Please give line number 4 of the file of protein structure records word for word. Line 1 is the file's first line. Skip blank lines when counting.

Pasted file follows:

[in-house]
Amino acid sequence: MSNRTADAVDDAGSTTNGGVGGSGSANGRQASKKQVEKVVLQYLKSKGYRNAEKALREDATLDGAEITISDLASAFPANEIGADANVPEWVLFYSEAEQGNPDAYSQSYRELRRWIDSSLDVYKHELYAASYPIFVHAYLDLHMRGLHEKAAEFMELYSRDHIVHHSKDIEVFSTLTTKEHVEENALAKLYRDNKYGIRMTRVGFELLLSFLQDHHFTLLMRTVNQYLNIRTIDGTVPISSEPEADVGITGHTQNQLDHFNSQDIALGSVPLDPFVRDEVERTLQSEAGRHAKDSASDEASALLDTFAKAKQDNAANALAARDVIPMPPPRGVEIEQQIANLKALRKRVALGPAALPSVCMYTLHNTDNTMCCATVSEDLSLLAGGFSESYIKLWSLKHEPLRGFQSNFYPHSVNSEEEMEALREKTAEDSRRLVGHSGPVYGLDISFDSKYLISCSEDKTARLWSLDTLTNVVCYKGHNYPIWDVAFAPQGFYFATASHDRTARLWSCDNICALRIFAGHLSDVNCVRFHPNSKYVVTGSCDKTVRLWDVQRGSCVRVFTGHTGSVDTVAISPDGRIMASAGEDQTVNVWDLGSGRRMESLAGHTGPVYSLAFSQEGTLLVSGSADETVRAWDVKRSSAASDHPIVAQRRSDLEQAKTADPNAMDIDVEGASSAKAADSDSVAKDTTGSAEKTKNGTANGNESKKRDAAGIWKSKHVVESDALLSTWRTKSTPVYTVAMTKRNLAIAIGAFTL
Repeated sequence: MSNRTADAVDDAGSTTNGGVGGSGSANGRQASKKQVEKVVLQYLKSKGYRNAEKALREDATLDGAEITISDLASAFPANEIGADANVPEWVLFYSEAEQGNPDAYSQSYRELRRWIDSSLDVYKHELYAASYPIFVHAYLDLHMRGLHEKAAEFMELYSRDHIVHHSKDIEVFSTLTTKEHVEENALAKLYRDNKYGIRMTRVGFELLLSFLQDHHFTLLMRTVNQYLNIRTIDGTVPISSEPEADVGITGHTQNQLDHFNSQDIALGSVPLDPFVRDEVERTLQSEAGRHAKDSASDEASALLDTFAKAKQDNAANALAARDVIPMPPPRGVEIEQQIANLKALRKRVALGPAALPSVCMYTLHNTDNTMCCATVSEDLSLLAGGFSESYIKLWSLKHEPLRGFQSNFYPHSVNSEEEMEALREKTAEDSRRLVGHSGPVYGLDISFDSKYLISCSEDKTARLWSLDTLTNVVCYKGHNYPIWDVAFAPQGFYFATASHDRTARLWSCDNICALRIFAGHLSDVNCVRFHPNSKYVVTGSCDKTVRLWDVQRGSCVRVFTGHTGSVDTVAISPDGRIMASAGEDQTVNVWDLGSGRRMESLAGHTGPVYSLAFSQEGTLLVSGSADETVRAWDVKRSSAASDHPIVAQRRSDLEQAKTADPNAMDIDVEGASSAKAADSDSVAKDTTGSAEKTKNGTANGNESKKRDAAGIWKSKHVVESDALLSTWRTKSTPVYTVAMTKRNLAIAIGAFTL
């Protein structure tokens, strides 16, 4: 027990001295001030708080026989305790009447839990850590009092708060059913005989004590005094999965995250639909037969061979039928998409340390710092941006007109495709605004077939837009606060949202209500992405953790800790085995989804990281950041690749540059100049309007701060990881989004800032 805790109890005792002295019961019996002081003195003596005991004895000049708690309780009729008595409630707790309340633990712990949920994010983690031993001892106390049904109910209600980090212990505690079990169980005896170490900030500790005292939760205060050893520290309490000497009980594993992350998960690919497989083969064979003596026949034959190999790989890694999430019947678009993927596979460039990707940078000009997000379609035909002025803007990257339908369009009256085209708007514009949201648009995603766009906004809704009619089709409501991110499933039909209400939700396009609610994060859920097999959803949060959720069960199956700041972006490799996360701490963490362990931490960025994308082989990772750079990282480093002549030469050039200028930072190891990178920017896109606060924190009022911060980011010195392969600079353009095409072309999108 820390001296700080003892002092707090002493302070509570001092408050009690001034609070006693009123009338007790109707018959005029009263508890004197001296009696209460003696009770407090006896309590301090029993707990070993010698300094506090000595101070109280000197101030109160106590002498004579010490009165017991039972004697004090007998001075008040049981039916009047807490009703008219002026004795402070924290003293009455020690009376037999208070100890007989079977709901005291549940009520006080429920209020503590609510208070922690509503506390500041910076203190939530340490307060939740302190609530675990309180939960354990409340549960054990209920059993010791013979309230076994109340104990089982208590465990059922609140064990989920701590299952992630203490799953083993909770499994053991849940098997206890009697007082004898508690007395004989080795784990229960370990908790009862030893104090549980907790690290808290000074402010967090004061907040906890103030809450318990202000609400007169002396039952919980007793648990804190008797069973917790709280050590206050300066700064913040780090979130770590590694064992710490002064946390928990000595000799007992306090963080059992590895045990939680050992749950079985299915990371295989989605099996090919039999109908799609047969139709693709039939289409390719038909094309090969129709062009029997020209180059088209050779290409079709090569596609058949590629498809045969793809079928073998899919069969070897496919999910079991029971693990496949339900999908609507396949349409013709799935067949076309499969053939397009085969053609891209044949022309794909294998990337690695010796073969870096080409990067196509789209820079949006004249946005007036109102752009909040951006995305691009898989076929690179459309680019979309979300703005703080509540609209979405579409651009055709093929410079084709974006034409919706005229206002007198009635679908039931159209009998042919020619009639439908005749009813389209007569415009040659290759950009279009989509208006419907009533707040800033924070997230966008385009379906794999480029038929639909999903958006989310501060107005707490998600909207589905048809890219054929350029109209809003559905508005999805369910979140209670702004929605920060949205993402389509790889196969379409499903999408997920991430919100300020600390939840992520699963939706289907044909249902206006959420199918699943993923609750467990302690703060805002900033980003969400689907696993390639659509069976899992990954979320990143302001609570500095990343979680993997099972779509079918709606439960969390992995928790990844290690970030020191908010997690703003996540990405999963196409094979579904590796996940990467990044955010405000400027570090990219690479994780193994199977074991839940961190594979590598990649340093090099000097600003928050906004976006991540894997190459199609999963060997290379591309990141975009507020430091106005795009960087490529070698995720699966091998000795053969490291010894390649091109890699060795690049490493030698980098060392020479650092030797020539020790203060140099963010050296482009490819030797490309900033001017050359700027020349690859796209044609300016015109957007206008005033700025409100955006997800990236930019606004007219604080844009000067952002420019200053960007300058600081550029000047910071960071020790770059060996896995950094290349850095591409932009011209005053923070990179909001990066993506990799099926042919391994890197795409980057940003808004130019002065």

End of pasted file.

């Protein structure tokens, strides 16, 4: 027990001295001030708080026989305790009447839990850590009092708060059913005989004590005094999965995250639909037969061979039928998409340390710092941006007109495709605004077939837009606060949202209500992405953790800790085995989804990281950041690749540059100049309007701060990881989004800032 805790109890005792002295019961019996002081003195003596005991004895000049708690309780009729008595409630707790309340633990712990949920994010983690031993001892106390049904109910209600980090212990505690079990169980005896170490900030500790005292939760205060050893520290309490000497009980594993992350998960690919497989083969064979003596026949034959190999790989890694999430019947678009993927596979460039990707940078000009997000379609035909002025803007990257339908369009009256085209708007514009949201648009995603766009906004809704009619089709409501991110499933039909209400939700396009609610994060859920097999959803949060959720069960199956700041972006490799996360701490963490362990931490960025994308082989990772750079990282480093002549030469050039200028930072190891990178920017896109606060924190009022911060980011010195392969600079353009095409072309999108 820390001296700080003892002092707090002493302070509570001092408050009690001034609070006693009123009338007790109707018959005029009263508890004197001296009696209460003696009770407090006896309590301090029993707990070993010698300094506090000595101070109280000197101030109160106590002498004579010490009165017991039972004697004090007998001075008040049981039916009047807490009703008219002026004795402070924290003293009455020690009376037999208070100890007989079977709901005291549940009520006080429920209020503590609510208070922690509503506390500041910076203190939530340490307060939740302190609530675990309180939960354990409340549960054990209920059993010791013979309230076994109340104990089982208590465990059922609140064990989920701590299952992630203490799953083993909770499994053991849940098997206890009697007082004898508690007395004989080795784990229960370990908790009862030893104090549980907790690290808290000074402010967090004061907040906890103030809450318990202000609400007169002396039952919980007793648990804190008797069973917790709280050590206050300066700064913040780090979130770590590694064992710490002064946390928990000595000799007992306090963080059992590895045990939680050992749950079985299915990371295989989605099996090919039999109908799609047969139709693709039939289409390719038909094309090969129709062009029997020209180059088209050779290409079709090569596609058949590629498809045969793809079928073998899919069969070897496919999910079991029971693990496949339900999908609507396949349409013709799935067949076309499969053939397009085969053609891209044949022309794909294998990337690695010796073969870096080409990067196509789209820079949006004249946005007036109102752009909040951006995305691009898989076929690179459309680019979309979300703005703080509540609209979405579409651009055709093929410079084709974006034409919706005229206002007198009635679908039931159209009998042919020619009639439908005749009813389209007569415009040659290759950009279009989509208006419907009533707040800033924070997230966008385009379906794999480029038929639909999903958006989310501060107005707490998600909207589905048809890219054929350029109209809003559905508005999805369910979140209670702004929605920060949205993402389509790889196969379409499903999408997920991430919100300020600390939840992520699963939706289907044909249902206006959420199918699943993923609750467990302690703060805002900033980003969400689907696993390639659509069976899992990954979320990143302001609570500095990343979680993997099972779509079918709606439960969390992995928790990844290690970030020191908010997690703003996540990405999963196409094979579904590796996940990467990044955010405000400027570090990219690479994780193994199977074991839940961190594979590598990649340093090099000097600003928050906004976006991540894997190459199609999963060997290379591309990141975009507020430091106005795009960087490529070698995720699966091998000795053969490291010894390649091109890699060795690049490493030698980098060392020479650092030797020539020790203060140099963010050296482009490819030797490309900033001017050359700027020349690859796209044609300016015109957007206008005033700025409100955006997800990236930019606004007219604080844009000067952002420019200053960007300058600081550029000047910071960071020790770059060996896995950094290349850095591409932009011209005053923070990179909001990066993506990799099926042919391994890197795409980057940003808004130019002065």